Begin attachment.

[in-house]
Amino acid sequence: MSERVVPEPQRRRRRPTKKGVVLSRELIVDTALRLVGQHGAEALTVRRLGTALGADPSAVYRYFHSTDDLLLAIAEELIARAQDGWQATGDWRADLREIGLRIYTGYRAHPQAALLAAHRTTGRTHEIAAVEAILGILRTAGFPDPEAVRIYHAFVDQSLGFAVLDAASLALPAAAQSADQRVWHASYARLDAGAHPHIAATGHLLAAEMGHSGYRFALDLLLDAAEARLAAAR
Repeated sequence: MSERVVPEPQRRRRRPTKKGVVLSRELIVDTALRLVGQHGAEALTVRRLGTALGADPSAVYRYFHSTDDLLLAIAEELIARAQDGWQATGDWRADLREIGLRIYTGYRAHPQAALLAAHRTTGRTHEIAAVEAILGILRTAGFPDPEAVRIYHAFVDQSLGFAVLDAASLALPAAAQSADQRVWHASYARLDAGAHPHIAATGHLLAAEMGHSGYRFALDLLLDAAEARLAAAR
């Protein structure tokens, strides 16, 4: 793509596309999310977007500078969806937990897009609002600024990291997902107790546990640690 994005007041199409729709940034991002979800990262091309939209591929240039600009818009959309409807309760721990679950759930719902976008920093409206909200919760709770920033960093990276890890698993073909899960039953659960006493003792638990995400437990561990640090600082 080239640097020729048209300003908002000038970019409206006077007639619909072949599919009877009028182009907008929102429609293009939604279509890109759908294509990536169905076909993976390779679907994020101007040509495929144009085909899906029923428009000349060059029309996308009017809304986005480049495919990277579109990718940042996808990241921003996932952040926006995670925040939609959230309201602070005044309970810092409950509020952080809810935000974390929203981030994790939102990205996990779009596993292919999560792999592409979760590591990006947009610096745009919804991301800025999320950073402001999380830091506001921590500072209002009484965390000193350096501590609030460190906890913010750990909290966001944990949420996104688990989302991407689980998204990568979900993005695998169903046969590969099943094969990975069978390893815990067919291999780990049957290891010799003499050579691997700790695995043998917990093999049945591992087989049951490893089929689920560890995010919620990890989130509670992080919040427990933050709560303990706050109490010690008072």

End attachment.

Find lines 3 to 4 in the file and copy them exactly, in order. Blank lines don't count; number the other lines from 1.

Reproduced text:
Repeated sequence: MSERVVPEPQRRRRRPTKKGVVLSRELIVDTALRLVGQHGAEALTVRRLGTALGADPSAVYRYFHSTDDLLLAIAEELIARAQDGWQATGDWRADLREIGLRIYTGYRAHPQAALLAAHRTTGRTHEIAAVEAILGILRTAGFPDPEAVRIYHAFVDQSLGFAVLDAASLALPAAAQSADQRVWHASYARLDAGAHPHIAATGHLLAAEMGHSGYRFALDLLLDAAEARLAAAR
């Protein structure tokens, strides 16, 4: 793509596309999310977007500078969806937990897009609002600024990291997902107790546990640690 994005007041199409729709940034991002979800990262091309939209591929240039600009818009959309409807309760721990679950759930719902976008920093409206909200919760709770920033960093990276890890698993073909899960039953659960006493003792638990995400437990561990640090600082 080239640097020729048209300003908002000038970019409206006077007639619909072949599919009877009028182009907008929102429609293009939604279509890109759908294509990536169905076909993976390779679907994020101007040509495929144009085909899906029923428009000349060059029309996308009017809304986005480049495919990277579109990718940042996808990241921003996932952040926006995670925040939609959230309201602070005044309970810092409950509020952080809810935000974390929203981030994790939102990205996990779009596993292919999560792999592409979760590591990006947009610096745009919804991301800025999320950073402001999380830091506001921590500072209002009484965390000193350096501590609030460190906890913010750990909290966001944990949420996104688990989302991407689980998204990568979900993005695998169903046969590969099943094969990975069978390893815990067919291999780990049957290891010799003499050579691997700790695995043998917990093999049945591992087989049951490893089929689920560890995010919620990890989130509670992080919040427990933050709560303990706050109490010690008072």